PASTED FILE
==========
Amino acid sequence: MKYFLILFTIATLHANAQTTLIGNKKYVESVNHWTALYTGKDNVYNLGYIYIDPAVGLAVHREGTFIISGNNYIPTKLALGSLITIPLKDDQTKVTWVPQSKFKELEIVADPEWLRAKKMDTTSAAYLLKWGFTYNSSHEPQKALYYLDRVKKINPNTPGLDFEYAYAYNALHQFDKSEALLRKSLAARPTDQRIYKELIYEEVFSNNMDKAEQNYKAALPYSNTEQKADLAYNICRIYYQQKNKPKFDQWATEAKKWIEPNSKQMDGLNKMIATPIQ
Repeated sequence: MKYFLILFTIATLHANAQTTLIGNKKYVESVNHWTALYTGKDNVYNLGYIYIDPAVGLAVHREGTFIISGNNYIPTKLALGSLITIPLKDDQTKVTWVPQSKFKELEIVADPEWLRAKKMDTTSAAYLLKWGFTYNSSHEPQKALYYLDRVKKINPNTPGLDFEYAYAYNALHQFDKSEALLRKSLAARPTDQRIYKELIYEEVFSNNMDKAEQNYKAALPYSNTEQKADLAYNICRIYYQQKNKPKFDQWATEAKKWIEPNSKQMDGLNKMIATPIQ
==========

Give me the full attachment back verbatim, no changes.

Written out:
Amino acid sequence: MKYFLILFTIATLHANAQTTLIGNKKYVESVNHWTALYTGKDNVYNLGYIYIDPAVGLAVHREGTFIISGNNYIPTKLALGSLITIPLKDDQTKVTWVPQSKFKELEIVADPEWLRAKKMDTTSAAYLLKWGFTYNSSHEPQKALYYLDRVKKINPNTPGLDFEYAYAYNALHQFDKSEALLRKSLAARPTDQRIYKELIYEEVFSNNMDKAEQNYKAALPYSNTEQKADLAYNICRIYYQQKNKPKFDQWATEAKKWIEPNSKQMDGLNKMIATPIQ
Repeated sequence: MKYFLILFTIATLHANAQTTLIGNKKYVESVNHWTALYTGKDNVYNLGYIYIDPAVGLAVHREGTFIISGNNYIPTKLALGSLITIPLKDDQTKVTWVPQSKFKELEIVADPEWLRAKKMDTTSAAYLLKWGFTYNSSHEPQKALYYLDRVKKINPNTPGLDFEYAYAYNALHQFDKSEALLRKSLAARPTDQRIYKELIYEEVFSNNMDKAEQNYKAALPYSNTEQKADLAYNICRIYYQQKNKPKFDQWATEAKKWIEPNSKQMDGLNKMIATPIQ